From: Pilgrimpub@aol.com
Sent: Tuesday, February 28, 2006 6:47 PM
Subject: BGCT SCRAMBLING FOR RECOVERY [02/28--2006]
BAPTIST GENERAL CONVENTION OF TEXAS TURNING TO
"ETHNIC" BAPTISTS TO RECOVER LOSSES [02/28--2006]

The "Texas Baptists Committed" elitist clique which politically dominates the Baptist General Convention of Texas nominated a Black Baptist Pastor as President of the Convention when it met in the Fall of 2005 (Baptist Standard, 11/14/05), >http://www.bgct.org/TexasBaptists/Page.aspx?&pid=1905&srcid=178<

The primary editorial mouthpiece of the "Committeds," who is the frontman for Herbert Reynolds and multimillionaire John Baugh of Houston, is David Currie, and he presented the nomination of Michael Bell, who was elected. Bell is pastor of Greater St. Stephen First Baptist Church of Fort Worth and also member of the "Texas Baptists Committed," founded by John Baugh and friends. Members of the TBC clique have for all practical purposes controlled the BGCT for several years.

Currie denied that he was nominating Bell "just because he is an African-American pastor," according to his article in the October, 2005 issue of "Texas Baptists Committed" newsletter. It is obvious from Currie's article, however, that Bell is expected to use his influence to secure greater financial support from Black Baptists for the BGCT.

In recent years Bell's own church has increased its contributions to the BGCT, and evidently the TBC-affiliated leadership of the BGCT surmises from Bell's example that there is an untapped source of income available in the Black churches. Currie says that Bell has encouraged African-American pastors "to increase their support" of the BGCT's budget, and he notes that "African-American churches have not supported" the BGCT "in percentages comparable to many other churches." Will Bell's election serve to motivate more interest from the Baptist Baptists in the BGCT and bring in more contributions?

Following the BGCT's political fiasco of battling against Southern Baptists of whatever ethnicity who hold to the inerrancy of Holy Spirit-inspired Scripture, culminated by the BGCT's defunding vote against the Southern Baptist Convention's seminaries in 2000 at the Corpus Christi convention, the BGCT has been on the downgrade in both its number of affiliated churches and its financial resources. Several financial cutbacks have since been made and various schemes have been devised to try to replenish lost revenue.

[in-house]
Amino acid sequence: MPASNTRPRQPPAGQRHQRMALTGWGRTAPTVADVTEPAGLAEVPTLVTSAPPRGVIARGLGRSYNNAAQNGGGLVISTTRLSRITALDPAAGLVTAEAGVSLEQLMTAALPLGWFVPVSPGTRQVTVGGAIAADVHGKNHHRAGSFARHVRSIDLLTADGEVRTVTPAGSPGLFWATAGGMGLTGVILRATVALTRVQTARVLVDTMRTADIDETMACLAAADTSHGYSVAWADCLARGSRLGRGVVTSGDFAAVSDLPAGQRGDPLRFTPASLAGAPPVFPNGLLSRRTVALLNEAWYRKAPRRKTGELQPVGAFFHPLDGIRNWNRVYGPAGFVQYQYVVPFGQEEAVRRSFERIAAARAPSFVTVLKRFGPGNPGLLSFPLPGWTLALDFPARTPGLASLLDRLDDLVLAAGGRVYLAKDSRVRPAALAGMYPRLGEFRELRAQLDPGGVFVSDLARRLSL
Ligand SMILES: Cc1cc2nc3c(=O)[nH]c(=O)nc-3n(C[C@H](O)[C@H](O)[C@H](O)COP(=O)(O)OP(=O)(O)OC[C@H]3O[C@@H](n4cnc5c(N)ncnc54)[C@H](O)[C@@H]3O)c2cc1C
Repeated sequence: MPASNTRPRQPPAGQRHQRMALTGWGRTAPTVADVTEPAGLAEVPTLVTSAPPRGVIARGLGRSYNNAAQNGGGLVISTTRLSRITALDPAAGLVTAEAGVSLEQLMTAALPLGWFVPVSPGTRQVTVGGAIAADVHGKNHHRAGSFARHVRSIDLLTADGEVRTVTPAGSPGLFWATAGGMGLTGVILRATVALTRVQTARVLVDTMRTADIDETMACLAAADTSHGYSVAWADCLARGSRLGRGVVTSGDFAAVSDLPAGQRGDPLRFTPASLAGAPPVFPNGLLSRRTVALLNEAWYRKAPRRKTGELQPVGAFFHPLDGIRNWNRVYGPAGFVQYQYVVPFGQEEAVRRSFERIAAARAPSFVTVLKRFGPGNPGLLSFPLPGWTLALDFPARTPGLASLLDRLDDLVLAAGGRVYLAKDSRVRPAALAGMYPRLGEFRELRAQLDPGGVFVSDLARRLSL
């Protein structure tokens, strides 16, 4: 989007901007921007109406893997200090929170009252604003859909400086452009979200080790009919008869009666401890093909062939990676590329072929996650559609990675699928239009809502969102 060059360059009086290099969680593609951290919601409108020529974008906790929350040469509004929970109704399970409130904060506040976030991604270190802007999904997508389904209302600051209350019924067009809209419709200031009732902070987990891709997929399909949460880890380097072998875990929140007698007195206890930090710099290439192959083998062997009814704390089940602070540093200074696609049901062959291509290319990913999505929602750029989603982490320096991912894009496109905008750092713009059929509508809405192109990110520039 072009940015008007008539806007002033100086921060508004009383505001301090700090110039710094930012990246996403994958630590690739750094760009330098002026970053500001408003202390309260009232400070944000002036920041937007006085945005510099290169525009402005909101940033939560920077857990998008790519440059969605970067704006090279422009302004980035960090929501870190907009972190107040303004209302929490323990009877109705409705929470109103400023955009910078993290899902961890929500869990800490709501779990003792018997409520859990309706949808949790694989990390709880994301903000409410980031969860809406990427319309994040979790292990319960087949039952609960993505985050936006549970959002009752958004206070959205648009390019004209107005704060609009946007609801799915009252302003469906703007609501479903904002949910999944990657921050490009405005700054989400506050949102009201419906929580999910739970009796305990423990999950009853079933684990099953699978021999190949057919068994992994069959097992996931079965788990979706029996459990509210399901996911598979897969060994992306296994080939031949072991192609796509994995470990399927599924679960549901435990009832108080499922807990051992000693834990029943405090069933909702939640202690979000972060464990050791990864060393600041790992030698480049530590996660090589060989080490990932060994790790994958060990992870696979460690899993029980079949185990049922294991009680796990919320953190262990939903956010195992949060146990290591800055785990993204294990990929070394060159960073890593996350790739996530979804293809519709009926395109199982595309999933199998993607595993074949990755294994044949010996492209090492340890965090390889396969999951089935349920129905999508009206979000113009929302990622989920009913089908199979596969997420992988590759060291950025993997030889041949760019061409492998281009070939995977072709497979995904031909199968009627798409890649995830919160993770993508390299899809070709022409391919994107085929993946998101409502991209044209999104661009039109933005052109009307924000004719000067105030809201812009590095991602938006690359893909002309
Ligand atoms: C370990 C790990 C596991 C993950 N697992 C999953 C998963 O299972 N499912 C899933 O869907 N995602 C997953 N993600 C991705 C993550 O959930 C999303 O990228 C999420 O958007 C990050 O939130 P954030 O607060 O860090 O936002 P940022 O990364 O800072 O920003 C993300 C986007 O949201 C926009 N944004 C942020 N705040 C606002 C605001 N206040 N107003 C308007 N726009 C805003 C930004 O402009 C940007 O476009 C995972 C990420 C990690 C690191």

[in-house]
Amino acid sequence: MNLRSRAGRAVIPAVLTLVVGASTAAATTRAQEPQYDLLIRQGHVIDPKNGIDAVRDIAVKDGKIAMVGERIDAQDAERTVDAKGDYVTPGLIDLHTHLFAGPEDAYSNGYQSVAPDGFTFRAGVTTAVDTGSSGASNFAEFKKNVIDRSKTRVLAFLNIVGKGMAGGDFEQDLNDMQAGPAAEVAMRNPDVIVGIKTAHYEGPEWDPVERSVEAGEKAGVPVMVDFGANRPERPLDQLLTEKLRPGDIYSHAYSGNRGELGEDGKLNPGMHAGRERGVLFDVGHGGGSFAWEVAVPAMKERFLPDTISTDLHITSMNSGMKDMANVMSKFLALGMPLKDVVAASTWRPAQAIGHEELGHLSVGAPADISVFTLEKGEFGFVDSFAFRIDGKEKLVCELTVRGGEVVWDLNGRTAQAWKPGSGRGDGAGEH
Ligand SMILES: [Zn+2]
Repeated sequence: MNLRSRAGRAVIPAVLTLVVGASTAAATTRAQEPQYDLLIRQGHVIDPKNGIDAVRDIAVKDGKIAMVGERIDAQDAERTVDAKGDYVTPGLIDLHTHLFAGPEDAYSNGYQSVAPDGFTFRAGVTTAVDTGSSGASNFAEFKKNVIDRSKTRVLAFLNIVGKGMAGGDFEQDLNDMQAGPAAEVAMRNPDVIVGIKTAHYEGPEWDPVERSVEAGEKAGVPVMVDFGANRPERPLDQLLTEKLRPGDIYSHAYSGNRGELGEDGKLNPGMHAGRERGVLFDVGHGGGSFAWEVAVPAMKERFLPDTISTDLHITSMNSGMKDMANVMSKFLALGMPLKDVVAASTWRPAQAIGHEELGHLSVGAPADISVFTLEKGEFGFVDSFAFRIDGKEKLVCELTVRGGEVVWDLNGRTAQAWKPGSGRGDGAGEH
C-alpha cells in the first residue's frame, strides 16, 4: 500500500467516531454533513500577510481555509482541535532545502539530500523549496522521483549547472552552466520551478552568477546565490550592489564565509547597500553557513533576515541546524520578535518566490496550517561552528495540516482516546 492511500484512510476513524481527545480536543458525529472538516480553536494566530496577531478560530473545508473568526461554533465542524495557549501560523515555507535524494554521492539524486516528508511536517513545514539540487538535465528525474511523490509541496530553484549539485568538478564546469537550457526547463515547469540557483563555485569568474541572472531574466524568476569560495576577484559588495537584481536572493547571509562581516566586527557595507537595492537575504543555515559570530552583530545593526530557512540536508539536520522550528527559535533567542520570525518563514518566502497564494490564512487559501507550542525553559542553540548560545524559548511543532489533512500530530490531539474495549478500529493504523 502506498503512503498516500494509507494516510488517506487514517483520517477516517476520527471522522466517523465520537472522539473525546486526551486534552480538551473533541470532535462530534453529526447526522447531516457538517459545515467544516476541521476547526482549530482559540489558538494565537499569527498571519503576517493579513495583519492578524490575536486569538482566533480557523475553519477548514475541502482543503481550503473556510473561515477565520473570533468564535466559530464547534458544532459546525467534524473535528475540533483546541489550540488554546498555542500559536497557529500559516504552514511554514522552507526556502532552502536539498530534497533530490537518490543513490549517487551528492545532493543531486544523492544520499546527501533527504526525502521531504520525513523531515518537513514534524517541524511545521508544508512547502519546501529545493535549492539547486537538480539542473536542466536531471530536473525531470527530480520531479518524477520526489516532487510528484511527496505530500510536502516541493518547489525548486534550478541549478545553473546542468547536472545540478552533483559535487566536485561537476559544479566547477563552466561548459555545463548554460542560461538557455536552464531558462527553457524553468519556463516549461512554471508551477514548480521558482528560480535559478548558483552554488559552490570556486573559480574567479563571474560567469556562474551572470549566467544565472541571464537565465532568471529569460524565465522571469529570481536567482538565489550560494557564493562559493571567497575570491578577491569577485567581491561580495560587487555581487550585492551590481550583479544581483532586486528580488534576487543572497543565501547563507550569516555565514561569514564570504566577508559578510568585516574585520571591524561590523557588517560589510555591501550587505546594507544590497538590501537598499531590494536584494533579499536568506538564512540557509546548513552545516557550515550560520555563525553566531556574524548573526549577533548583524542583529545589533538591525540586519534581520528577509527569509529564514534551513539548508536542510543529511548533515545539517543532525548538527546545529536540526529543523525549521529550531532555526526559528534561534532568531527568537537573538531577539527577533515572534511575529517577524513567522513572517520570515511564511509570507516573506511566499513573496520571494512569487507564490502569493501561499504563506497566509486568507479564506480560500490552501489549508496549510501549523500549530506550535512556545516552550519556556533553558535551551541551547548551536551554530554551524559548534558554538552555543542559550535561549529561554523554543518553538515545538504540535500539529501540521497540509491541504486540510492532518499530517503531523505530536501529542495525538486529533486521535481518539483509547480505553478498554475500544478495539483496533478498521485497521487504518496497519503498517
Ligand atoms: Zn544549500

The immediate past president of the BGCT was a Latino, Albert Reyes, and his election was seen by many to be a pragmatic effort by the BGCT overlords to possibly induce more money from Latino Baptists for the BGCT's coffers. Currie admits that "Texas Baptists are striving intentionally" to garner support for the BGCT from the "ethnic" churches.

The BGCT has lost so many churches and so much income it apparently is resorting to any possible means to try and replenish the number of affiliating churches and finances. For example, it lost the Second Baptist Church of Houston, the largest church in the convention, to the Southern Baptists of Texas Convention. It also lost the large First Baptist Houston and First Baptist Dallas, and a few years ago it lost the large Sagemont Church of Houston.

Bible-believing Baptist churches of all ethic identities in Texas continue to flee from the theological downgrade path of the anti-inerrantists of the BGCT.

When the old American Baptist Convention began to theologically degenerate in the 1900s in its view of the Scriptures and their teachings, Baptist conservatives left the ABC in droves to form new organizations for fellowship and financial cooperation. Had it not been for some Black Baptist churches in northern states, the ABC would have probably floundered worse than it did. The Black Baptists have since more or less been the backbone of the ABC.

It seems that a similar path lies ahead for the Baptist General Convention of Texas. Its survival most likely will primarily be dependent upon the Latino and Black Baptists in Texas who will tolerate the anti-inerrancy campaign of the "Texas Baptist Committeds" clique. The predominantly conservative churches among the Anglos, Latinos, and Blacks are more and more becoming aligned with the Southern Baptists of Texas Convention which stands for the inerrancy of Holy Spirit-inspired Scripture.

So far a convention affiliation is concerned, the future for Bible believing Southern Baptist churches in Texas apparently lies with the SBTC, not the BGCT.  -- Bob L. Ross

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Selected Writings of Bob L. Ross
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King James Only Resource Center
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Baptists of Texas Committed to the Bible
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